Oregon-based Nike has, of course, been sending its production overseas for decades. In the 1990s, the company drew a lot of criticism for relying on Asian sweatshop labor. It has tried to clean up its image and its act, joining a number of American and European clothing companies in a consortium that pays third parties to inspect overseas factories to make sure they meet worker health and safety standards.

During the 1999 Seattle protests against the World Trade Organization, various people pointed out the irony of anti-globalization demonstrators clad in Asian-made athletic shoes. Of course the demonstrators were wearing shoes made abroad. Even then, it was virtually impossible to find athletic shoes made in the U.S.A.

Could anyone have stopped garment manufacturing's offshore "race to the bottom?" Who knows? No later than the early 1970s, my father — who had spent most of his life working for locals of the International Ladies Garment Workers Union — criticized union leaders for failing to recognize that outsourcing dwarfed all their other problems and issues. At that early stage, when the union still represented half a million American workers, political pressure might have made some kind of difference. Once outsourcing gained momentum though, there was no going back.

And it certainly did gain momentum. The ILGWU melted away like Arctic sea ice. In 1995, it merged with the Amalgamated Clothing and Textile Workers Union to form UNITE. Nine years later, UNITE merged with the Hotel Employees and Restaurant Employees. The old ILGWU was nowhere to be found. The old system of unionized American garment shops was a thing of the past, too.

Karl Marx famously wrote in The Eighteenth Brumaire of Louis Bonaparte that great historical figures and facts repeat themselves, "the first time as tragedy, the second time as farce." If Triangle was the tragedy, Ali Enterprises should have been the farce. The only thing farcical about the fire, though, was the pretense that American and European companies — and American and European consumers — who bought the clothes produced in that and other Third World factories cared as much about worker health and safety as they did about price. Not that it's easy to get a handle on working conditions in such places. Some manufacturers do have third-party organizations inspect and certify the conditions in overseas suppliers.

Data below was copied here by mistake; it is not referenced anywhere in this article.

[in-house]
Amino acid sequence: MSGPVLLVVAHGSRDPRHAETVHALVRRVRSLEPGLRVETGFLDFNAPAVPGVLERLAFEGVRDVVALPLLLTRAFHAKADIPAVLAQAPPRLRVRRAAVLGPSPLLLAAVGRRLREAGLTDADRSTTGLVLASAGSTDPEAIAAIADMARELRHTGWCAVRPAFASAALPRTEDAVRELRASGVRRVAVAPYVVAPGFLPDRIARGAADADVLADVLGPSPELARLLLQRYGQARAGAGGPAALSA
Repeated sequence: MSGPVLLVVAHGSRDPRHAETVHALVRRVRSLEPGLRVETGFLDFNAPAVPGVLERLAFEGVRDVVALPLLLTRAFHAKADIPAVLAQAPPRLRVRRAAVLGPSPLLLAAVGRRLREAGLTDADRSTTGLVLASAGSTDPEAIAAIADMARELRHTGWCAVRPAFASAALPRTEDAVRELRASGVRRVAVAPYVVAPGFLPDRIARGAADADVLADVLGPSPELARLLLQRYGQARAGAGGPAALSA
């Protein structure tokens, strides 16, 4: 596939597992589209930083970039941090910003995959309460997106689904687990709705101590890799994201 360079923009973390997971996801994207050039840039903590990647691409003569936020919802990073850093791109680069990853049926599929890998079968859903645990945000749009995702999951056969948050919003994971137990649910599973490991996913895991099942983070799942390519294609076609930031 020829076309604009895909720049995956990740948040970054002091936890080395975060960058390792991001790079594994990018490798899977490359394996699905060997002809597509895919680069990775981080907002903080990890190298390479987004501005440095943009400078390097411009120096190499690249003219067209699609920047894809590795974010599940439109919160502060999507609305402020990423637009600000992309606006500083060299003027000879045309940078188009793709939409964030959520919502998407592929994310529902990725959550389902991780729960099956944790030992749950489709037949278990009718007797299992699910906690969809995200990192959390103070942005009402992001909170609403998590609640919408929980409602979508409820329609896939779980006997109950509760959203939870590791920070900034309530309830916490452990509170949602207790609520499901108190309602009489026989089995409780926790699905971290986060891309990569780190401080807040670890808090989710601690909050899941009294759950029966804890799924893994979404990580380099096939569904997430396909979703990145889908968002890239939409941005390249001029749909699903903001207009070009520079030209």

In fact, Declan Walsh and Steven Greenhouse reported in The New York Times, "[a] prominent factory monitoring group heavily financed by industry gave a clean bill of health" to Ali Enterprises just weeks before the fire. As Walsh and Greenhouse wrote, this pointed up the problem of relying on people you don't know to certify conditions in plants you don't see.

"The two inspectors [who gave the factory a clean bill of health] were working on behalf of Social Accountability International, a nonprofit monitoring group based in New York that obtains much of its financing from corporations and relies on 21 affiliates around the world to do most of its inspections," they explained. Not surprisingly, "[t]he Karachi tragedy is a huge embarrassment to the factory monitoring system, in which many Western garment and electronics companies rely on auditing groups to provide a coveted seal of approval to their low-cost suppliers in the developing world."

Some one certainly should be embarassed. But the inspectors may not have known that management would stuff 1,000 workers into a plant registered for 250. And — probably never having read about Triangle — they presumably did not know that management would lock the doors.


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About the Authors & Contributors

Daniel Jack Chasan

Daniel Jack Chasan

Daniel Jack Chasan is an author, attorney, and writer of many articles about Northwest environmental issues.